The variable x2 got created and put into mydata.new. However, when the attempt to create x3 was run, variable x2 could not be found. This is due to the fact that the attached version of the data is a copy that was done in the past, it is not a live connection. Therefore, to refer to simply “x2” you would have to attach mydata.new again. You could also get around this problem by using dollar format in the second equation:

> attach(mydata.new) > mydata.new$x2 <- x ^ 2 > mydata.new$x3 <- mydata.new$x2 + 100 > mydata.new x x2 x3 1 1 1 101 2 2 4 104 3 3 9 109 4 4 16 116 5 5 25 125 > detach(mydata.new)

That worked, but having to keep track of when you do and don’t need dollar format seems more trouble than it’s worth. In addition, the fact that attach actually makes a copy of the data means that it wastes both time and memory.

The transform function lets you use short variable names on both sides of the equation, and it does not need to make a copy of the data set. Let’s just square x to see how it works.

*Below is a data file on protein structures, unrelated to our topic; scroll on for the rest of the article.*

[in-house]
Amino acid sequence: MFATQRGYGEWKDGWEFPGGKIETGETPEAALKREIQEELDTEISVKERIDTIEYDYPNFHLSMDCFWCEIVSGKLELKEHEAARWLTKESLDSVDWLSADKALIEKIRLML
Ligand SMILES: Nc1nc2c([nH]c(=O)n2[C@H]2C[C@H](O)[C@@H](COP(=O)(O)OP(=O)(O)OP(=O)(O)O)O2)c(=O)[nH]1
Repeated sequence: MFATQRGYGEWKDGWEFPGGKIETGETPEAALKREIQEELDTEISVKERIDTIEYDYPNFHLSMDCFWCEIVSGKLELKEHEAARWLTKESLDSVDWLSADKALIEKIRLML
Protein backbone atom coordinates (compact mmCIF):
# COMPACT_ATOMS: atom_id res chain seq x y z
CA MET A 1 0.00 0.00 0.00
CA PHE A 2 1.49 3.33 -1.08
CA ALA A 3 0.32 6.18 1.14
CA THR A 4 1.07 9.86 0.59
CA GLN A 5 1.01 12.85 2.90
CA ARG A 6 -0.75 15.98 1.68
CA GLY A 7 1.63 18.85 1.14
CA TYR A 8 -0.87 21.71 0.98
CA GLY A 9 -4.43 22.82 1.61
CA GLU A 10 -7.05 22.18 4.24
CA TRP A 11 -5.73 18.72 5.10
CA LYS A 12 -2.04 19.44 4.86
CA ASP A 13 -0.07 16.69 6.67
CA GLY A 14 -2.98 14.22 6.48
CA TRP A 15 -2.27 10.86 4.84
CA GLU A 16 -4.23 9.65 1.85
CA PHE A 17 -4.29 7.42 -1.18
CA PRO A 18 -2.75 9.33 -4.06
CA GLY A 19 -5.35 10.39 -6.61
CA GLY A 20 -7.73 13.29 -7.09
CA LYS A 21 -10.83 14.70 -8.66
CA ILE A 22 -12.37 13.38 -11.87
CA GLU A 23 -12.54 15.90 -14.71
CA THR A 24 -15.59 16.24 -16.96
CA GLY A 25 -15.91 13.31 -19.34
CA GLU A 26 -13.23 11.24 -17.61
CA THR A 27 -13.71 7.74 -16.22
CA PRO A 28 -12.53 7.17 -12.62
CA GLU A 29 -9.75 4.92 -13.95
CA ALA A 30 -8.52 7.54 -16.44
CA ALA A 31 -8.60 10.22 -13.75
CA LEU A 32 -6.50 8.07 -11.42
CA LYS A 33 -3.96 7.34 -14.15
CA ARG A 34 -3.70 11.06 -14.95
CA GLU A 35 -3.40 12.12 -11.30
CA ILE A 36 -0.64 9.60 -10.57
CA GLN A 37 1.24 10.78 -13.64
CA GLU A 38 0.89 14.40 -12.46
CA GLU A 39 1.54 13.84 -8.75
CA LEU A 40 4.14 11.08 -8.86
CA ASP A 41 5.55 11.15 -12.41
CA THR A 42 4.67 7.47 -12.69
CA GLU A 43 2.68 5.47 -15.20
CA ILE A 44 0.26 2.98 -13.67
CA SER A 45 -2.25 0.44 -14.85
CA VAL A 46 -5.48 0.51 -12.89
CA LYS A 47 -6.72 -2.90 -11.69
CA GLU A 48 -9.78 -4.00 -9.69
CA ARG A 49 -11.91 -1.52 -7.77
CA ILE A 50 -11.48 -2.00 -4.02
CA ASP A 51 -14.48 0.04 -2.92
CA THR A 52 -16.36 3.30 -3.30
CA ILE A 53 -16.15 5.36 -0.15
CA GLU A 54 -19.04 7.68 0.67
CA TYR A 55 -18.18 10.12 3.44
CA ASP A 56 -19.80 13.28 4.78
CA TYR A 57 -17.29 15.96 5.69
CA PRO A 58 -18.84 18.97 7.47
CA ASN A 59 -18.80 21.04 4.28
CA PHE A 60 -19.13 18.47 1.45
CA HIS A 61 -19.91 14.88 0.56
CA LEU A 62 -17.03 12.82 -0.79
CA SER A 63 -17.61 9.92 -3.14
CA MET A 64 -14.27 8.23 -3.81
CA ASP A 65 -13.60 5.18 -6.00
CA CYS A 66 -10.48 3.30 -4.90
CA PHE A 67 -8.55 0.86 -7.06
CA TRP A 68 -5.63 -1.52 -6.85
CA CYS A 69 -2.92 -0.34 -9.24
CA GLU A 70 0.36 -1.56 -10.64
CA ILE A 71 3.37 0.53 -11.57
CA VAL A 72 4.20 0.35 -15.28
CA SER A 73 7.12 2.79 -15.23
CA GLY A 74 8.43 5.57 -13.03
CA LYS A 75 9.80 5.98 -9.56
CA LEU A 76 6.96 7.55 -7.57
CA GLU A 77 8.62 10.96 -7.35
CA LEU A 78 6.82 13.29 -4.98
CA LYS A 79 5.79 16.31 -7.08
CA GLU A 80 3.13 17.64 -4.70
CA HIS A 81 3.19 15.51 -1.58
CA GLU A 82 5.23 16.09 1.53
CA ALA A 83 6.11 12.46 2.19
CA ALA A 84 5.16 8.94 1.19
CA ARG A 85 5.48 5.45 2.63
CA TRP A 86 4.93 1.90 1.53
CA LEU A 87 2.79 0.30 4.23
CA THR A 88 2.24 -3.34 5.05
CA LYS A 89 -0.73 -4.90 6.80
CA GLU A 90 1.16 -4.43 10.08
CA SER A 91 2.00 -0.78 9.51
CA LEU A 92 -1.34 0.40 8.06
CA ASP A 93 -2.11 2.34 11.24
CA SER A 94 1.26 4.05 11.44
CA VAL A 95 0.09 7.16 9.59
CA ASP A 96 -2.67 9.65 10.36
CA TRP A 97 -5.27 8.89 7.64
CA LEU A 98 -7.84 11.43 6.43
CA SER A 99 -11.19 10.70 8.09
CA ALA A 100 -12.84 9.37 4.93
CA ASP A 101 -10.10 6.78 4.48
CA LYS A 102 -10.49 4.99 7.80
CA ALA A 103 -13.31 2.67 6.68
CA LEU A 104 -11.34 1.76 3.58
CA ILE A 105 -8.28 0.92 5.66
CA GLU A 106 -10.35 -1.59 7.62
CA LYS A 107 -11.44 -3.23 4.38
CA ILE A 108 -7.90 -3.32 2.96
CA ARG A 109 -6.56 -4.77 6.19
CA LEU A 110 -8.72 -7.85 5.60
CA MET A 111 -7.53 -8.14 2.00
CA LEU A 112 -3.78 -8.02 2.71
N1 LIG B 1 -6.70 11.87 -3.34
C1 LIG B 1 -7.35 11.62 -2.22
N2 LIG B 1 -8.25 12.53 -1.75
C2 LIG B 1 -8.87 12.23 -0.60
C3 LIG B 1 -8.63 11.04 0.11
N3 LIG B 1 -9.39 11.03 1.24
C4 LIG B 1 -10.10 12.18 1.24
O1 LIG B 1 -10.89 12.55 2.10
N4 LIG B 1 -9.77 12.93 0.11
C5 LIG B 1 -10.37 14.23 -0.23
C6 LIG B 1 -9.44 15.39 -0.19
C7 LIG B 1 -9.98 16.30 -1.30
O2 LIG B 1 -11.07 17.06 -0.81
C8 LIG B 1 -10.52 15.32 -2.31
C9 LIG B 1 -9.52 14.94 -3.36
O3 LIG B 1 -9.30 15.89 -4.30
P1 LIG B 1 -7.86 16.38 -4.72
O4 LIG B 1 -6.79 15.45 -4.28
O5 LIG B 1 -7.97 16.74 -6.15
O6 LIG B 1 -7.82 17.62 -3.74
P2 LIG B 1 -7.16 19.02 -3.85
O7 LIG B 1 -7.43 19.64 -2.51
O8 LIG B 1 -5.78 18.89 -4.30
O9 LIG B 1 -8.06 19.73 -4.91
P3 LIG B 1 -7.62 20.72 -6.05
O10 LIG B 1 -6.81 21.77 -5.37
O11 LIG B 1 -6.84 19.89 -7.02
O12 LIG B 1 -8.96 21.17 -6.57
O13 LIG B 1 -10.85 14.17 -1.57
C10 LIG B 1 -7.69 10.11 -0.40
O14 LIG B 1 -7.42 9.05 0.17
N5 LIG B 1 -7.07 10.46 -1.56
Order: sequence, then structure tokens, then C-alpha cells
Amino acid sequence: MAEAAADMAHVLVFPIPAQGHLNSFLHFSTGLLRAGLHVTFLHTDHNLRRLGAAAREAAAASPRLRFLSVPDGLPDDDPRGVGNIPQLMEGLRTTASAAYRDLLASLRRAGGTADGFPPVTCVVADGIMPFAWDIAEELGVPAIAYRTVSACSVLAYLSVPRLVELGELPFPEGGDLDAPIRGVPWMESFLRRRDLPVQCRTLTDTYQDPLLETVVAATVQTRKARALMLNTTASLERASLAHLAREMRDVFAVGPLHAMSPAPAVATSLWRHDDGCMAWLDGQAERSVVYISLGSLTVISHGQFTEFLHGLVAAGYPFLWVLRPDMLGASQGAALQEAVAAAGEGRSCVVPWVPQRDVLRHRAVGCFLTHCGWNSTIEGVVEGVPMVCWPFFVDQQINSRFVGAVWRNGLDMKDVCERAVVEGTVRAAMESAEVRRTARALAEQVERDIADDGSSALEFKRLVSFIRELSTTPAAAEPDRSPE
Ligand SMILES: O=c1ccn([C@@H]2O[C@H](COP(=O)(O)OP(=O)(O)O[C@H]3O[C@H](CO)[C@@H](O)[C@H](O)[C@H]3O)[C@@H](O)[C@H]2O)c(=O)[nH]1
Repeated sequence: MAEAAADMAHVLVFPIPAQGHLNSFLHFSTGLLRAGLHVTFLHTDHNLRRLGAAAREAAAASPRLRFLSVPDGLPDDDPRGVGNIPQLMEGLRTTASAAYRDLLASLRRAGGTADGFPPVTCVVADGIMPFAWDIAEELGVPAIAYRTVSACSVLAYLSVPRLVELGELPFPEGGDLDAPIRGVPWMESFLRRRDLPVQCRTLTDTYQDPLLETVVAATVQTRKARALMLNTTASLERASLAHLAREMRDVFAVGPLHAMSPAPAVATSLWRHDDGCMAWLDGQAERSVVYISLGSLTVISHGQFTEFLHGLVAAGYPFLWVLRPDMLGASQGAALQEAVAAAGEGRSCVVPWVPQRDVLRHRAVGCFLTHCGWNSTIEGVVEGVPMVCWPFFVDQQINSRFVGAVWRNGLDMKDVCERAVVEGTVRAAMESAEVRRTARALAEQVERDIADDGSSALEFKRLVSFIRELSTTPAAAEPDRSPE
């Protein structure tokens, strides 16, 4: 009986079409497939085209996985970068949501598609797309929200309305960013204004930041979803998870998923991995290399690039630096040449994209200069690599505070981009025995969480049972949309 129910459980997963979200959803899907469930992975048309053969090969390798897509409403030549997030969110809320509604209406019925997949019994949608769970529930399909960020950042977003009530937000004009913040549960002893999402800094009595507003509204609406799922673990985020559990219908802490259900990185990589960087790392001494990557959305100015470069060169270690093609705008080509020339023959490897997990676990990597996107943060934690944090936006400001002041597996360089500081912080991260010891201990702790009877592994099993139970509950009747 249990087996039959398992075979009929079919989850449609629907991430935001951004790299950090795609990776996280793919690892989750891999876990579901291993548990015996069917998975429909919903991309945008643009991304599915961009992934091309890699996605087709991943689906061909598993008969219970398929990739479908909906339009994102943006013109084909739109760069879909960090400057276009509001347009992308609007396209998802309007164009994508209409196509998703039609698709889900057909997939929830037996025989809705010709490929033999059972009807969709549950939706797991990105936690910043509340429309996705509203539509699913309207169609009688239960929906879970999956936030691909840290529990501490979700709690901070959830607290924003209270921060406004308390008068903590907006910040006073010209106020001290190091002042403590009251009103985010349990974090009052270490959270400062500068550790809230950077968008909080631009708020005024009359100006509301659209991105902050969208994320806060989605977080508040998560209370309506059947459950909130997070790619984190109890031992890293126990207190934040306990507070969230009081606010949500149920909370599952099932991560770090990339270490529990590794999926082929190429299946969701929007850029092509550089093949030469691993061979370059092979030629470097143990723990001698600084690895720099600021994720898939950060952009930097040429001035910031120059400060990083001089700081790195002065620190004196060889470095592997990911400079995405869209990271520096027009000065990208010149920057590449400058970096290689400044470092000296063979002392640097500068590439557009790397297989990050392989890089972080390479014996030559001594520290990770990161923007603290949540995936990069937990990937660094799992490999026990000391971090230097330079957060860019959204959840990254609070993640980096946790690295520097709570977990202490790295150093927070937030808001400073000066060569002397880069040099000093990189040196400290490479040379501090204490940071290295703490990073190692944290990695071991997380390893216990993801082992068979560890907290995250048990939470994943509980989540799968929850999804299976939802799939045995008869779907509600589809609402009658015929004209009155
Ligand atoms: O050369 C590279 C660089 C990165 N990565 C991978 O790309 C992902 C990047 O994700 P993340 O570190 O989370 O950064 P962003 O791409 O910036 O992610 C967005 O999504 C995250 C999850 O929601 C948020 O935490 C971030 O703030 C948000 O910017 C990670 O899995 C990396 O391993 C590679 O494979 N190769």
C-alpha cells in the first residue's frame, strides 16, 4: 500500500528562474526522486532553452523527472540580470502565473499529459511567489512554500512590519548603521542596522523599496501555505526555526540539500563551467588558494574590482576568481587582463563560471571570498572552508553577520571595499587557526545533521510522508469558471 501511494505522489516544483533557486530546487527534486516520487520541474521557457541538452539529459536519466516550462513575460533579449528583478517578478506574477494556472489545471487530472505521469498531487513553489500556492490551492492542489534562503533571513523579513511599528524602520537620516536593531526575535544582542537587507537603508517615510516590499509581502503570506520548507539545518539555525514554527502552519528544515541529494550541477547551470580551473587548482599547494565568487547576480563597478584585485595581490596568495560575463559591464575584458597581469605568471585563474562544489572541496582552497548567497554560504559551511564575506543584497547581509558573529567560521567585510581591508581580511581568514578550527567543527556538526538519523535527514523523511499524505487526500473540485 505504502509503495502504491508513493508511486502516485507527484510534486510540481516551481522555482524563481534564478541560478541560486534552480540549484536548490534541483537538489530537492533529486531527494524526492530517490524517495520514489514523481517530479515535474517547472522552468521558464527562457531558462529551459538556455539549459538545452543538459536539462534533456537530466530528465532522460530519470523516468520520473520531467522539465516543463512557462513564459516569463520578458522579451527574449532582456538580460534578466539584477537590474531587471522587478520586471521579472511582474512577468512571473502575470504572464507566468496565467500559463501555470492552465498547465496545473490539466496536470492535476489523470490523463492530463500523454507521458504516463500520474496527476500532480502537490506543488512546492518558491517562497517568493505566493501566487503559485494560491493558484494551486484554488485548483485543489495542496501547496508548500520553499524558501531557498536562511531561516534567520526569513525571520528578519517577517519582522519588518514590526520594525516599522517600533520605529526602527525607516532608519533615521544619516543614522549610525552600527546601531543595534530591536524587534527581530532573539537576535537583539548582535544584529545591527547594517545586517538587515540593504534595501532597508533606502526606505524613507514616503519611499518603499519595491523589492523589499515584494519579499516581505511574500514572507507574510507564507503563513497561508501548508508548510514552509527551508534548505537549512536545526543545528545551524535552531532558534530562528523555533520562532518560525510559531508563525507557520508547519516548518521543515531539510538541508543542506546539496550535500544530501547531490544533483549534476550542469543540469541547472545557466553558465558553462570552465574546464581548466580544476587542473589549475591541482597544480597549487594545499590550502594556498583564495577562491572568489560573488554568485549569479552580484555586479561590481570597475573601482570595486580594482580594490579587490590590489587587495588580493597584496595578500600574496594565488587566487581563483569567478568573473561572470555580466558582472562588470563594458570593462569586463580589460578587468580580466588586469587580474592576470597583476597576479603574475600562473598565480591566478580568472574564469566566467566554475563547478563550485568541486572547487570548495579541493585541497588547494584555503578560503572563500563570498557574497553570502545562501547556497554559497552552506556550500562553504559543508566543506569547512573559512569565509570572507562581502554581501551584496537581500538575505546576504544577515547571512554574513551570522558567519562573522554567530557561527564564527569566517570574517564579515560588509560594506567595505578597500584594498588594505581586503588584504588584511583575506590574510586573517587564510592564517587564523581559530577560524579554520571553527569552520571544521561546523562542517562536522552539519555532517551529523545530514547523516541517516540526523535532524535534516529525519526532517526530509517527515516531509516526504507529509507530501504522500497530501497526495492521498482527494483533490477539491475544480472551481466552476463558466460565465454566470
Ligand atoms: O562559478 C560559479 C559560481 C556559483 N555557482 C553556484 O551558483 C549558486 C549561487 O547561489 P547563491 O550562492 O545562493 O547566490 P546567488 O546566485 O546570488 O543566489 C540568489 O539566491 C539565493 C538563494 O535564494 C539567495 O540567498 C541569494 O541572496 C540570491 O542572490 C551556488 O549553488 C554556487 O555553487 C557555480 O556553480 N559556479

> mydata.new <- transform(mydata, x2 = x ^ 2) > mydata.new x x2 1 1 1 2 2 4 3 3 9 4 4 16 5 5 25

Notice that when calling the transform function, new variable names like x2 are actually the names of arguments, and the formulas are the values of those arguments. As a result, the equals sign is used instead of the assignment operator “<-”.

Eliminating the tedious repetition of “mydata$…” makes the formulas easier to enter, read and debug. However, the transform function has a problem: it is unable to use a variable that it just created. For example:

```
> mydata.new <- transform(mydata,
+ x2 = x ^ 2,
+ x3 = x2 + 100
+ )
Error in eval(expr, envir, enclos) : object 'x2' not found
```

We see that when attempting to create x3 from x2, the variable x2 is not found. It will not exist until the call to transform is complete. In our simple example, x2 may be merely an intermediate step, and we could avoid this problem by calculating x3 directly with one formula: x3 = (x ^ 2) + 100. However, if we really need x2 to exist later as a variable, we would have to run transform twice, once to create x2 and again to create x3 from it.

In the above code, note the comma between the two equations. Since transform uses equations as the values of tranform’s arguments, all equations must be followed by commas, except for the last one, which is followed by the final close parenthesis.